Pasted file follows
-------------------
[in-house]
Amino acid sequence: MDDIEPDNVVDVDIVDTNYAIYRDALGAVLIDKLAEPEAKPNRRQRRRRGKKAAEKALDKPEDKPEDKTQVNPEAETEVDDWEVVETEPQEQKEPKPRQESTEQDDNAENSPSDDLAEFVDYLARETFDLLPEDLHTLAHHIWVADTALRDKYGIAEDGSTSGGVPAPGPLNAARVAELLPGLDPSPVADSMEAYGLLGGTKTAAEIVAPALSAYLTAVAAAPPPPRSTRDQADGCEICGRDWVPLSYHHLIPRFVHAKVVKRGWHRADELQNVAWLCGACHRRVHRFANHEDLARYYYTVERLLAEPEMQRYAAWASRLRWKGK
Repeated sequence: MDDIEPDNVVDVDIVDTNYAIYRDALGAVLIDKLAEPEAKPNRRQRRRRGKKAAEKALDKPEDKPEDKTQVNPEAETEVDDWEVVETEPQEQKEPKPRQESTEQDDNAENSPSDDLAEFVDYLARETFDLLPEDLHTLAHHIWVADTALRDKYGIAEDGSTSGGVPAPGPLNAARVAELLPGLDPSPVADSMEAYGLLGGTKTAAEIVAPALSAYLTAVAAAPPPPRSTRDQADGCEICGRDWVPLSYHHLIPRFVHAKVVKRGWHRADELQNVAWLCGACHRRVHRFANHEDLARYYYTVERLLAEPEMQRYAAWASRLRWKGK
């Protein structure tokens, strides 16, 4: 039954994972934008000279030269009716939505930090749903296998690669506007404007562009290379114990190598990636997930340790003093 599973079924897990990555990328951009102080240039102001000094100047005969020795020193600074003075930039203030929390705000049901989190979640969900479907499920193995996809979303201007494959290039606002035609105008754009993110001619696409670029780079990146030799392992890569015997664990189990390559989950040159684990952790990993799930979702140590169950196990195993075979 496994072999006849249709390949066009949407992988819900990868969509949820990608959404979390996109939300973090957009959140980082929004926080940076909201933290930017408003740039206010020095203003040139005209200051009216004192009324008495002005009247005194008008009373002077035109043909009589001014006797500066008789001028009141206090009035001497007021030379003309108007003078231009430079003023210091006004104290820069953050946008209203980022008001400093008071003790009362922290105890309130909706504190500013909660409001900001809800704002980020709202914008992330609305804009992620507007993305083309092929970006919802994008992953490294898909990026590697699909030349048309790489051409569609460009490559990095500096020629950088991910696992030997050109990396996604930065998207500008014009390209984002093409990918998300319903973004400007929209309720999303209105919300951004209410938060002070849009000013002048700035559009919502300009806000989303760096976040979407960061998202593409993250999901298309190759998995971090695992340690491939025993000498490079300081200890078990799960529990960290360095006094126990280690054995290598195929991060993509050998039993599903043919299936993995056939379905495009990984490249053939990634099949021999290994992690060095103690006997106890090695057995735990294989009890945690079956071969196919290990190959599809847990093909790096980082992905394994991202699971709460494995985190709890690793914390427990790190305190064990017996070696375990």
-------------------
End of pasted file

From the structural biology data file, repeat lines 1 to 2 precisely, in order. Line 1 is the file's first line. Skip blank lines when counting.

[in-house]
Amino acid sequence: MDDIEPDNVVDVDIVDTNYAIYRDALGAVLIDKLAEPEAKPNRRQRRRRGKKAAEKALDKPEDKPEDKTQVNPEAETEVDDWEVVETEPQEQKEPKPRQESTEQDDNAENSPSDDLAEFVDYLARETFDLLPEDLHTLAHHIWVADTALRDKYGIAEDGSTSGGVPAPGPLNAARVAELLPGLDPSPVADSMEAYGLLGGTKTAAEIVAPALSAYLTAVAAAPPPPRSTRDQADGCEICGRDWVPLSYHHLIPRFVHAKVVKRGWHRADELQNVAWLCGACHRRVHRFANHEDLARYYYTVERLLAEPEMQRYAAWASRLRWKGK